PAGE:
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Two Classic War Films
on 10 February 2007
Two very good war films made within three years of each other. One British, the other American.
First things first, Sink The Bismarck is one of those stiff upper lip films exploring the conflict between the Royal Navy and the German Battleship Bismarck which was at that time one of the largest ships ever built. Kenneth More plays Captain Jonathan Shepherd, the director of operations who is given the uneviable task of trapping and the eventual sinking of this great ship. There is a great tragedy along the way with the terrible loss of HMS Hood which was blown up during an engagement with the Bismarck in the Denmarck Strait, only three survivors being picked up. This tragedy made it imeprative that the Bismarck had to be sunk at all costs. It was eventually sunk by numerous British ships off the French Coast. The final scenes showing its destruction are harrowing to watch. Supplemented with actual archive footage, and Ed Murrow playing himself adding a news commentary during certain scenes give the film an almost documentary feel. Alright, some of the ships are plainly models, but that doesnt distract from the film itself. Filmed in widescreen, black and white, with good print and sound. Worth seeing.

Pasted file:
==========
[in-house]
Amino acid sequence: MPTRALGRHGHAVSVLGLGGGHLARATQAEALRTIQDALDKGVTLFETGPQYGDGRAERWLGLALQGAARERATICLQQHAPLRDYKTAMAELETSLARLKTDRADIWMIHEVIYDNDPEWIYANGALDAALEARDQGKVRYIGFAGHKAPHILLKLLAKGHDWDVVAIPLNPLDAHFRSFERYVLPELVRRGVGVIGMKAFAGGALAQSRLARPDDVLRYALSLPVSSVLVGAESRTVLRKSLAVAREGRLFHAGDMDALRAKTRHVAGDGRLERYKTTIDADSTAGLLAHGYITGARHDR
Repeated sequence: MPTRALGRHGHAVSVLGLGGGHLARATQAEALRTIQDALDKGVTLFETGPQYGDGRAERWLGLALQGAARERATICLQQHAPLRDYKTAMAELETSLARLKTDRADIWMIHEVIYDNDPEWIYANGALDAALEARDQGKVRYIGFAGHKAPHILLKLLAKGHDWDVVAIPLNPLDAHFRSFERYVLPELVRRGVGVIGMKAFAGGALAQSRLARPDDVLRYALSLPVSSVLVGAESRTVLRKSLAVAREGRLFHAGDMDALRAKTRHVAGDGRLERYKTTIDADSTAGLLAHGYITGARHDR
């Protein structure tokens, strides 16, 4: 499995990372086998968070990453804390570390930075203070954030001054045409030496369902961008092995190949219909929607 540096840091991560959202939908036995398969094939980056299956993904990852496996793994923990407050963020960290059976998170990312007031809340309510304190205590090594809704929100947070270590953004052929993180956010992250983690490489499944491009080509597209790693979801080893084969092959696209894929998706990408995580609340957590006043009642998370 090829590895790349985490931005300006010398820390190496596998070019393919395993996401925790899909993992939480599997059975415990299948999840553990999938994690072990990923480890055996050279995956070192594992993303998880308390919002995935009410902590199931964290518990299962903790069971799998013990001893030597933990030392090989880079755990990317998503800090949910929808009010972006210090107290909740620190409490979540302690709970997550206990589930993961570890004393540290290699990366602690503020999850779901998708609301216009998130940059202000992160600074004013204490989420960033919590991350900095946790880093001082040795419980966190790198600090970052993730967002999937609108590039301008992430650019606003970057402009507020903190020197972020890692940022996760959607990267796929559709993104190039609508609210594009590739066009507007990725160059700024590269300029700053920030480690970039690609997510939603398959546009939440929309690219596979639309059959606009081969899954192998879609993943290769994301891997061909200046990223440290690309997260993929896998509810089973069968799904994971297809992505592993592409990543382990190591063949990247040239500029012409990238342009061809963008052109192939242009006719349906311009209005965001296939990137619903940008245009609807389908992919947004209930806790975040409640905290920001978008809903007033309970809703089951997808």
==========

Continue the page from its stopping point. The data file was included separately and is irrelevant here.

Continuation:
The Enemy Below made earlier in 1957 has remained one of those classic war films which is still enjoyable today. Some critics have pointed out that it may be too Hollywood, and not really a true reflection of war as it was at that time. But I did find this a very human drama, played out between two opposing captains, engaged in a cat and mouse chase between an American destroyer commanded by Robert Mitchum and a German Submarine commanded by Curt Jurgens. There is much tension in this film, with decent pace, and a finale where for a time, war is forgotten, and the opposing captains reconcile whilst trying to survive amidst the wreckage of their various vessals. The ending is quite moving as both sides come together to bury, remember and pay tribute to their fallen comrades.
Filmed in colour, widescreen, with decent sound. A very good buy indeed.